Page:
Introducing the Concept of Predictive Planning
Do you remember the number of times you have had to manually check your Word document for spelling errors? How many times a day do you explicitly type a recipient’s email address when compiling an email? How often do you mentally calculate how many miles a journey is when planning a road trip? The answer, of course, is never. Today, we rely on computers to store and, more importantly, recall knowledge, eliminating the need for us to carry out repetitive and mundane tasks.
Why then do traditional project planning tools provide next to no guidance to a planner when building a project schedule? Suggestions regarding durations, guidance on whether the sequence of work is correct, warnings about erroneous building blocks such as open-ended tasks, etc. For the past twenty years, project planning tools have been reactive – waiting for you to enter data – instead of proactively offering suggestions and helping users input meaningful data. Project planning needs an overhaul, and I believe that should be in the form of what I am going to call “Predictive Planning.”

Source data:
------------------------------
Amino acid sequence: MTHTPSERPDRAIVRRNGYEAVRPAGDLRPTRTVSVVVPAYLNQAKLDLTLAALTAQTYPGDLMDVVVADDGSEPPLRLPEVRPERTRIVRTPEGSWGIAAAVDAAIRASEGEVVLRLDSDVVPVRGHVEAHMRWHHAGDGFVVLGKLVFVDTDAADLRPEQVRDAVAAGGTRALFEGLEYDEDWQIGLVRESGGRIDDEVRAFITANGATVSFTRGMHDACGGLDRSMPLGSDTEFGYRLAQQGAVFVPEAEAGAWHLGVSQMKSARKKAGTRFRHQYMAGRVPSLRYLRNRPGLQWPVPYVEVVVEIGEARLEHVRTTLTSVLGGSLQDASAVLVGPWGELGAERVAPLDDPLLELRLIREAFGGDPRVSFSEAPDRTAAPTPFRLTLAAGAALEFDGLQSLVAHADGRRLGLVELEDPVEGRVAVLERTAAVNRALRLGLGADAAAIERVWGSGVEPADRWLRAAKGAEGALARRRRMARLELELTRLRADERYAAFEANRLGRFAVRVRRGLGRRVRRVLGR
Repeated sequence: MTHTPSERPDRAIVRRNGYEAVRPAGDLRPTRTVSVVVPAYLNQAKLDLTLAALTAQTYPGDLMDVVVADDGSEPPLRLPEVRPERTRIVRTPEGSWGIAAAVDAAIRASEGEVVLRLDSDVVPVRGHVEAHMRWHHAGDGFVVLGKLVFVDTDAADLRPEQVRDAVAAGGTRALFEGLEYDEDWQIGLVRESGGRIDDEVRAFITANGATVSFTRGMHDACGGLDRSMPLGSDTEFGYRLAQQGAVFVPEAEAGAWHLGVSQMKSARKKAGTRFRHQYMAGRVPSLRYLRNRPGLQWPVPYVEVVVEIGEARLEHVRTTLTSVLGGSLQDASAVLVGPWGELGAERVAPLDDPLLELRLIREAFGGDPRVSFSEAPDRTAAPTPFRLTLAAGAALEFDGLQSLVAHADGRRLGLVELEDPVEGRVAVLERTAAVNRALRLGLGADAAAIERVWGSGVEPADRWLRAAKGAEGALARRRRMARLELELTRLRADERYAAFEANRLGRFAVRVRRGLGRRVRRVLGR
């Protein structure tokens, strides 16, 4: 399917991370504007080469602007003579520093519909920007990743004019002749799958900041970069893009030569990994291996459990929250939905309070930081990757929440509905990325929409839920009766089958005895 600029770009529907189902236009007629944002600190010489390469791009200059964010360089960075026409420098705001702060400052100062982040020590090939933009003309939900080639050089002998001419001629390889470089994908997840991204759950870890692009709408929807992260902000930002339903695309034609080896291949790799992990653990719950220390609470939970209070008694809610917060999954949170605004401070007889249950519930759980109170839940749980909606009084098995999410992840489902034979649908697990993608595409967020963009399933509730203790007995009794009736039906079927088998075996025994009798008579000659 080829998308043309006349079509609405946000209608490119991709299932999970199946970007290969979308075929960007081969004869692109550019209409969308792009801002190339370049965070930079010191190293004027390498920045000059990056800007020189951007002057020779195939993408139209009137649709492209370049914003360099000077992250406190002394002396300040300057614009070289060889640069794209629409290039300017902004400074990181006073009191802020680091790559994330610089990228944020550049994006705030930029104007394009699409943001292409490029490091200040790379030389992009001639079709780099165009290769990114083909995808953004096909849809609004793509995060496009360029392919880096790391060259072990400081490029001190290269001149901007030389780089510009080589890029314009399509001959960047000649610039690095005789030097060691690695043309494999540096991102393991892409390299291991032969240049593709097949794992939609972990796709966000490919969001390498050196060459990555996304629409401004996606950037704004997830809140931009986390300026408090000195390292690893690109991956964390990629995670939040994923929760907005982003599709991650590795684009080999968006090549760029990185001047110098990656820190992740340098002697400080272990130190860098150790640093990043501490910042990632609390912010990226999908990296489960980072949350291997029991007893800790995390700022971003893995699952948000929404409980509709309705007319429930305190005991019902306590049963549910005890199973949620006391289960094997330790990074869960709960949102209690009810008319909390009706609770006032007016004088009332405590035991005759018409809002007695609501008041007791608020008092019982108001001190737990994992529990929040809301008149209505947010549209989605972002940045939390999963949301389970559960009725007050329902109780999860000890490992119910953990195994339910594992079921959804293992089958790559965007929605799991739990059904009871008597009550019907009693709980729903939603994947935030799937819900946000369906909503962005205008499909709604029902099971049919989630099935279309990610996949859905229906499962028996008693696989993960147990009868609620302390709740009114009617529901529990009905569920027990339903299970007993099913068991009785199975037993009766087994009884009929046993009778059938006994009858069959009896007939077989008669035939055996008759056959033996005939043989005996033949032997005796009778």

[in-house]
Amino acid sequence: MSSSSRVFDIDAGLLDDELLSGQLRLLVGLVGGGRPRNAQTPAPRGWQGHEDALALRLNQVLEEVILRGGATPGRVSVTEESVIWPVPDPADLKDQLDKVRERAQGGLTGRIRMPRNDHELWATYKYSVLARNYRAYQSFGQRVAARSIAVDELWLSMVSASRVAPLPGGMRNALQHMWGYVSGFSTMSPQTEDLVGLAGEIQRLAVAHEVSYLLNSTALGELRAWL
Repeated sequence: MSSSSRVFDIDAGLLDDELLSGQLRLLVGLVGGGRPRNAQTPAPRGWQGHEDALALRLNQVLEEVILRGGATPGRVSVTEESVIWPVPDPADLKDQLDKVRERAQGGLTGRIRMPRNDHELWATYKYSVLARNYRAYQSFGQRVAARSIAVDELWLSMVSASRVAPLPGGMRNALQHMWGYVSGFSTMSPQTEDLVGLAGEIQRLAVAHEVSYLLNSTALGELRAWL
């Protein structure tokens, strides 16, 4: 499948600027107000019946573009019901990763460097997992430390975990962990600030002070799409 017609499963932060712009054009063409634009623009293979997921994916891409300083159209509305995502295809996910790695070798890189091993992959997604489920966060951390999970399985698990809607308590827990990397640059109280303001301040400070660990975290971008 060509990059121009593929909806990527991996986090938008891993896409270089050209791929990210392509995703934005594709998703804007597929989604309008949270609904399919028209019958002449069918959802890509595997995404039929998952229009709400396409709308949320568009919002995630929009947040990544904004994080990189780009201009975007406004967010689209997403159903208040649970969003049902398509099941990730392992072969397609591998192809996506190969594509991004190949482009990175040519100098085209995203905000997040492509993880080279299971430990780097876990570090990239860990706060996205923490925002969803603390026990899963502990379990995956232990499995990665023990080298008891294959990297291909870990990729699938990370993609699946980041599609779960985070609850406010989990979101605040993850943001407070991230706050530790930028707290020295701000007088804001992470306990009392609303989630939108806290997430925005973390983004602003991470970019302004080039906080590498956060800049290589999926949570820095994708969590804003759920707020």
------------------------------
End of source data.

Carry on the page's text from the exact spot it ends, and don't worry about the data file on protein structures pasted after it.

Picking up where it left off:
Think about predictive text for a moment. Predictive text is called predictive for a reason – as you type, the computer is predicting what you want to type based on what you’ve already typed. Well, why can’t planning tools do the same? As I build out my plan and define activities, it shouldn’t be beyond the realms of reasonableness for the planning software to at least make suggestions. If they are good suggestions, then I’ll use them; if they are bad suggestions, I can tell the planning tool, and it should be able to learn from its mistakes in the same way we can train a spell checker to ignore certain words or use specific spellings.